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(1) the only effect it can produce is a horizontal motion about the vertical axis.

4. When one end of the axis of the revolving disc is supported by a string, and the other end left without a support, the disc does not fall, but revolves horizontally round the string as a centre. The action of gravity tends to turn the disc round a horizontal axis, and we have seen (1) that the rotating disc resists all forces which tend to alter its plane of rotation. When the speed is sufficiently great it resists the force of gravity, therefore it cannot fall; but it moves horizontally round the string, because the action of gravity tends to turn the disc round a horizontal axis, as in Exp. 3, and its motion in a horizontal direction round the string is owing to the same cause.

5. When the disc is inclined to one side, a motion frequently ensues round a vertical axis. This is caused by the friction of the pivots on the outer ring. When the axis of the disc is perfectly horizontal, the friction has no tendency to produce this motion. When the motion commences, the inclination of the disc continually increases, because the rotation of the disc tends to carry any point of the circumference in the direction of a tangent, and the motion round a vertical axis turns the plane of the disc out of that direction, the inertia of the point assumed acts as described in (2). This increases the inclination, the friction now acts at a greater advantage, thus the motion about the vertical axis is accelerated, which again increases the inclination of the disc, bringing it still nearer the horizontal position. At length this position is attained, and now the whole force of friction is employed in producing a motion round the vertical axis.

6. When the gyroscope is fastened by a screw or clamp in such a manner as to keep the rotating disc always vertical, and placed in the centre of a turning table, it maintains its plane of rotation unchanged, notwithstanding

the motion of the table. When placed near the edge of the table, so as to be conveyed through the circumference of a circle, the plane of the disc is always parallel to its first position, for the reason stated in (1). If it were placed in the centre of a circle at the pole of the earth, the plane of the disc would appear to move round a vertical axis in twenty-four hours. This property of maintaining the plane of rotation unchanged has been proposed as a means of proving experimentally the rotation of the earth on its axis. If the instrument be placed at any point between the pole and the equator, the time of an apparent revolution round a vertical axis will be more than twenty-four hours, and the time is greater the nearer it approaches to the equator. When at the equator it will not move round the vertical axis at all.

In order to explain this satisfactorily, it is necessary to state what is meant by saying that the revolving disc maintains its plane of rotation unchanged. The plane of rotation is not absolutely unchangeable, since it always coincides with a great circle of the earth (when clamped as described) passing through the station, and therefore it partakes of the diurnal motion of the earth, except when situated at one of the poles.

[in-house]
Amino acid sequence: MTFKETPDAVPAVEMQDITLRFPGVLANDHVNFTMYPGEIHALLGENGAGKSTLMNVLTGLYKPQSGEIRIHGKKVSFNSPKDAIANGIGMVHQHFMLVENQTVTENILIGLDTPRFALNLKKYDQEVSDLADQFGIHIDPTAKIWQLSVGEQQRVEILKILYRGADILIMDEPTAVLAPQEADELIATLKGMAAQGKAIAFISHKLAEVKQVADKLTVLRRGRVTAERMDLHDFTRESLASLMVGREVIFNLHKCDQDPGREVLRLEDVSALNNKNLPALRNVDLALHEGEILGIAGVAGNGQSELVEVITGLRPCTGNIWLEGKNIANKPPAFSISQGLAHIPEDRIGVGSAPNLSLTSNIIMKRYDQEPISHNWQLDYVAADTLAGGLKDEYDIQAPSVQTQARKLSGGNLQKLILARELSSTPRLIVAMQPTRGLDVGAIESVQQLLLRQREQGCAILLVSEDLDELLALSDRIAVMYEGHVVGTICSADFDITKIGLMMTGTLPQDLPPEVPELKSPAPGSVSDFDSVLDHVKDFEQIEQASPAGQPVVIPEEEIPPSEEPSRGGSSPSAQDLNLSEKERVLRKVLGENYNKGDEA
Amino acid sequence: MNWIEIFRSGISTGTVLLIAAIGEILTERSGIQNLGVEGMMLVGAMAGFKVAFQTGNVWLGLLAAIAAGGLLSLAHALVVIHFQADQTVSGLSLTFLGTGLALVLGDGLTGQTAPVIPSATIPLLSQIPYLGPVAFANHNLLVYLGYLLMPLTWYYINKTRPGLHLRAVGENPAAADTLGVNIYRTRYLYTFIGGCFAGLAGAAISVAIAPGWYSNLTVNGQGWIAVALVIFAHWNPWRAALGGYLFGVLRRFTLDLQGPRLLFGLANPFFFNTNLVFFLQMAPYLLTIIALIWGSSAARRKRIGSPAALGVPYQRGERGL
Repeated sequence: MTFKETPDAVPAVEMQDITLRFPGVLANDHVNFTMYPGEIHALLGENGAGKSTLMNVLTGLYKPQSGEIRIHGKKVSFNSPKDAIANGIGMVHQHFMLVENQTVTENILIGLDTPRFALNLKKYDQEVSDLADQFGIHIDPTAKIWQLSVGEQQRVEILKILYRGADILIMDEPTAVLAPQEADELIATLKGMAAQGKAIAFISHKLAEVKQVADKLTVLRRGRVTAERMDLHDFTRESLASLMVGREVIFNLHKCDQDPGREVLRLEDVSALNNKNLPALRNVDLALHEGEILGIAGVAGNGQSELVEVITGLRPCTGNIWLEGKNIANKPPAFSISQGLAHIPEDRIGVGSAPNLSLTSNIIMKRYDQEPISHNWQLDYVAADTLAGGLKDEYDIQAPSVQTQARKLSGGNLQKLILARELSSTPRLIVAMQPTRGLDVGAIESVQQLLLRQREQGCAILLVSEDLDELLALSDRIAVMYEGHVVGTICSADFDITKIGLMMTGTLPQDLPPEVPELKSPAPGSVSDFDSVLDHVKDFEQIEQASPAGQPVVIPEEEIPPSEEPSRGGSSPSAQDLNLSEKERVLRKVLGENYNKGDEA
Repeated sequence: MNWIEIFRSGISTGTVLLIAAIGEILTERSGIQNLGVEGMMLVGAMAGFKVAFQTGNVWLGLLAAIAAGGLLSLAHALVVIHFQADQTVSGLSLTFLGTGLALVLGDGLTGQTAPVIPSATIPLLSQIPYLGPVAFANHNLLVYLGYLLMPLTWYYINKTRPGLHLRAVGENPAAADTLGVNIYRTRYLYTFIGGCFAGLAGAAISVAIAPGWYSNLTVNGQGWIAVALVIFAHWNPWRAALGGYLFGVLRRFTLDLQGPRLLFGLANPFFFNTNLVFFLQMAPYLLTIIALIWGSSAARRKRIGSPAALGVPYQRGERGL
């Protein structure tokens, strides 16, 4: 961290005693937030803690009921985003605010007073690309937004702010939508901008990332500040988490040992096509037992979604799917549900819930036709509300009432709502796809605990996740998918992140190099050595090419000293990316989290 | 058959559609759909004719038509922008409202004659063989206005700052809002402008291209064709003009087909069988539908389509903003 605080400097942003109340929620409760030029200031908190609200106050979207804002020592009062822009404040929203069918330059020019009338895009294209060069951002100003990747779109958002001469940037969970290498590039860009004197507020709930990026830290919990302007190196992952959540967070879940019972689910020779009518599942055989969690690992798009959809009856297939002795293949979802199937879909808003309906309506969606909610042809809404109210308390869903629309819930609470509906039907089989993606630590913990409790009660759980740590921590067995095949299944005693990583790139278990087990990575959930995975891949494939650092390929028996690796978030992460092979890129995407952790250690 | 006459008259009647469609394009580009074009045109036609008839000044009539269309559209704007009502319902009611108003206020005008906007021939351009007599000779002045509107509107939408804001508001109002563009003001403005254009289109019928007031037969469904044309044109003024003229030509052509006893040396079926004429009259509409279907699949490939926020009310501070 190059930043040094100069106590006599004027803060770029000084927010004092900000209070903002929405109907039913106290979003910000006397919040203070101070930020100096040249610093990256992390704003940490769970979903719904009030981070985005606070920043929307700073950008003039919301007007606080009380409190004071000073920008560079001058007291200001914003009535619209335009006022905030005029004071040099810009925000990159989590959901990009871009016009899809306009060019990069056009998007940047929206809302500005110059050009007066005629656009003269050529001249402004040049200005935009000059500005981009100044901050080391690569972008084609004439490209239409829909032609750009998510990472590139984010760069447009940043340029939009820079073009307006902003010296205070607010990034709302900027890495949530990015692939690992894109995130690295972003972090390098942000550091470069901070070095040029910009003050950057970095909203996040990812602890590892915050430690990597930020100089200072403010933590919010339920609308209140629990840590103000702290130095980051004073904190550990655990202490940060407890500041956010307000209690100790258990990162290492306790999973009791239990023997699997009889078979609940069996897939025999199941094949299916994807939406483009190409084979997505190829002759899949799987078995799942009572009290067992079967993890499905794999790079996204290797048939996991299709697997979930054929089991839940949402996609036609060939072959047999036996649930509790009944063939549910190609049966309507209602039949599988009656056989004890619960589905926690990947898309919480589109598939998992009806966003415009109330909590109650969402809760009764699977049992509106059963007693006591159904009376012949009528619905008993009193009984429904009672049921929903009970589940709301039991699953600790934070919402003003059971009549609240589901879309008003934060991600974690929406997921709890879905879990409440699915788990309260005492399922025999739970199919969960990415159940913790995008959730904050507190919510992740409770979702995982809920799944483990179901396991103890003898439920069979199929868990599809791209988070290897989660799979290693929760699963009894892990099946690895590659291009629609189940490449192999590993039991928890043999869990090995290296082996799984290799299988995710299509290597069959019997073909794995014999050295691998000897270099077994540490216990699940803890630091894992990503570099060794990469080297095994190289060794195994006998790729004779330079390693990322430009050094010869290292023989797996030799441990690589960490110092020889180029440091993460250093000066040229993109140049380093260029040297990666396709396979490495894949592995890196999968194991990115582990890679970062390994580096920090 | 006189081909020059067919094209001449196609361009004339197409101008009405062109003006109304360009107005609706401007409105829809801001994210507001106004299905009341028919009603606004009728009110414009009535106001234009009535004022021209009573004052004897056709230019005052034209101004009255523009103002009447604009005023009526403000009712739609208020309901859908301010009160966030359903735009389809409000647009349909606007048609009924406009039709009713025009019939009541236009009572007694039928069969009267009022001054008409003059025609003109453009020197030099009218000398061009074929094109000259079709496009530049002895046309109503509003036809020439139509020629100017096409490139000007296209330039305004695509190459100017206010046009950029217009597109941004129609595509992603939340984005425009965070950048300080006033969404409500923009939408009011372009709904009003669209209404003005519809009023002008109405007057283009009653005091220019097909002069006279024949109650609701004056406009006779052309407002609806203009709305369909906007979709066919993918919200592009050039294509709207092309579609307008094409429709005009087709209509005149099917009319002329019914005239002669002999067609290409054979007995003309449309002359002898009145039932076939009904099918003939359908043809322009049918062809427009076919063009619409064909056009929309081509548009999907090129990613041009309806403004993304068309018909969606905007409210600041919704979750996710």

Let A (Fig.11) be the station, and let it be carried through the small arc AB by the diurnal motion of the earth, the plane of rotation of the disc at the point B, is not BY, which is a small circle, but BDV, a great circle intersecting the great circle APV in two points VV', diametrically apposite.

Since APV = 90°, and AP is the distance of A from the pole P, therefore PV = latitude of A. And when the aro AB is very small, BDV = APV = 90°. Hence, in the spherical triangle VPB, (Fig. 4.)

Sin VPB : sin PBV = sin VB : sin VP. or Sino : sin e

= R: sin lat. or Arc ab : arc c d = 1 : sin lat.

Now, ab is the arc of a circle which the plane of rotation of the disc would appear to describe if placed at the pole, and cd is the arc which it would appear to describe in the same time in the latitude AB; and since the arcs are to each other inversely as the times of description of the whole circumference, it follows that the time of describing the whole circumference in latitude A : time of describing the whole circumference at P = ab: cd. =1: sin lat. A.

Time at P 24 hours
Time in lat A =

sin lat. sin lat.

24 hours and Time at Equator

= Infinity

O As I am by no means certain of the correctness of some of the conclusions at which I have arrived, I submit them to the Society with considerable diffidence and distrust, as subjects for discussion rather than as demonstrated truths. They seem to me, at present, to follow legitimately from the doctrine of compound rotatory motion. If there is any error in my reasoning, I am not able to discover it; and I shall feel greatly obliged to any one who will indicate where it is, as I shall thus be enabled to approach nearer the truth than the point at which I have arrived by my own independent investigations.

Professor Elliot thanked Professor Hamilton for the more than ample justice he had dealt out to him in noticing his instruments. He begged leave to make some additional statements regarding his own researches on the subject, as well as those of others. Professor Hamilton had correctly described his (Professor Elliot's) instruments for illustrating, both in regard to fact and principle, the precession of the equinoxes, the nutation of FIG. II


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